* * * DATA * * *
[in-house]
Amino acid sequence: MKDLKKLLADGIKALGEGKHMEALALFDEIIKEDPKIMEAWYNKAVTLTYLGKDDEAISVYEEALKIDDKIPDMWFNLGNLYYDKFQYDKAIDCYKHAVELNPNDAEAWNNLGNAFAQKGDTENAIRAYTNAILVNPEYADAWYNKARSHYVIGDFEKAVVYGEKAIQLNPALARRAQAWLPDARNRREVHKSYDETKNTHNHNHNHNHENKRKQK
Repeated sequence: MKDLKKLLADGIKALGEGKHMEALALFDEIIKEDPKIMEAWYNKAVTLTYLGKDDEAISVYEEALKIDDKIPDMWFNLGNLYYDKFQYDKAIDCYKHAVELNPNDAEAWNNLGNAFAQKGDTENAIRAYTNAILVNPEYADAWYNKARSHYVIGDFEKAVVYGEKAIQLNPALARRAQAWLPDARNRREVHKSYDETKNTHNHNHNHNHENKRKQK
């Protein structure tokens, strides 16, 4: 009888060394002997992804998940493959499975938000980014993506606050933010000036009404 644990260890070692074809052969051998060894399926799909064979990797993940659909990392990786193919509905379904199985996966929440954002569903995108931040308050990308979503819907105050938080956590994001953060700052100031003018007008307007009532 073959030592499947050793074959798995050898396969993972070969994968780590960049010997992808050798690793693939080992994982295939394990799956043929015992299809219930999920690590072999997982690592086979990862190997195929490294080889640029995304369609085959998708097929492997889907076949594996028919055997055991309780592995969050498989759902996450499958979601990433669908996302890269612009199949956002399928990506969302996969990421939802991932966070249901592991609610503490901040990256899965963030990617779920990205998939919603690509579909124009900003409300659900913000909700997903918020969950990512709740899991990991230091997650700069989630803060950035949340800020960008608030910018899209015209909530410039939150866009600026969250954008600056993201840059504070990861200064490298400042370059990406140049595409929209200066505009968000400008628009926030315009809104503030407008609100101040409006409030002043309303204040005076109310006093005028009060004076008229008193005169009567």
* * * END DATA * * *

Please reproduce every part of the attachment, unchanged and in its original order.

[in-house]
Amino acid sequence: MKDLKKLLADGIKALGEGKHMEALALFDEIIKEDPKIMEAWYNKAVTLTYLGKDDEAISVYEEALKIDDKIPDMWFNLGNLYYDKFQYDKAIDCYKHAVELNPNDAEAWNNLGNAFAQKGDTENAIRAYTNAILVNPEYADAWYNKARSHYVIGDFEKAVVYGEKAIQLNPALARRAQAWLPDARNRREVHKSYDETKNTHNHNHNHNHENKRKQK
Repeated sequence: MKDLKKLLADGIKALGEGKHMEALALFDEIIKEDPKIMEAWYNKAVTLTYLGKDDEAISVYEEALKIDDKIPDMWFNLGNLYYDKFQYDKAIDCYKHAVELNPNDAEAWNNLGNAFAQKGDTENAIRAYTNAILVNPEYADAWYNKARSHYVIGDFEKAVVYGEKAIQLNPALARRAQAWLPDARNRREVHKSYDETKNTHNHNHNHNHENKRKQK
């Protein structure tokens, strides 16, 4: 009888060394002997992804998940493959499975938000980014993506606050933010000036009404 644990260890070692074809052969051998060894399926799909064979990797993940659909990392990786193919509905379904199985996966929440954002569903995108931040308050990308979503819907105050938080956590994001953060700052100031003018007008307007009532 073959030592499947050793074959798995050898396969993972070969994968780590960049010997992808050798690793693939080992994982295939394990799956043929015992299809219930999920690590072999997982690592086979990862190997195929490294080889640029995304369609085959998708097929492997889907076949594996028919055997055991309780592995969050498989759902996450499958979601990433669908996302890269612009199949956002399928990506969302996969990421939802991932966070249901592991609610503490901040990256899965963030990617779920990205998939919603690509579909124009900003409300659900913000909700997903918020969950990512709740899991990991230091997650700069989630803060950035949340800020960008608030910018899209015209909530410039939150866009600026969250954008600056993201840059504070990861200064490298400042370059990406140049595409929209200066505009968000400008628009926030315009809104503030407008609100101040409006409030002043309303204040005076109310006093005028009060004076008229008193005169009567």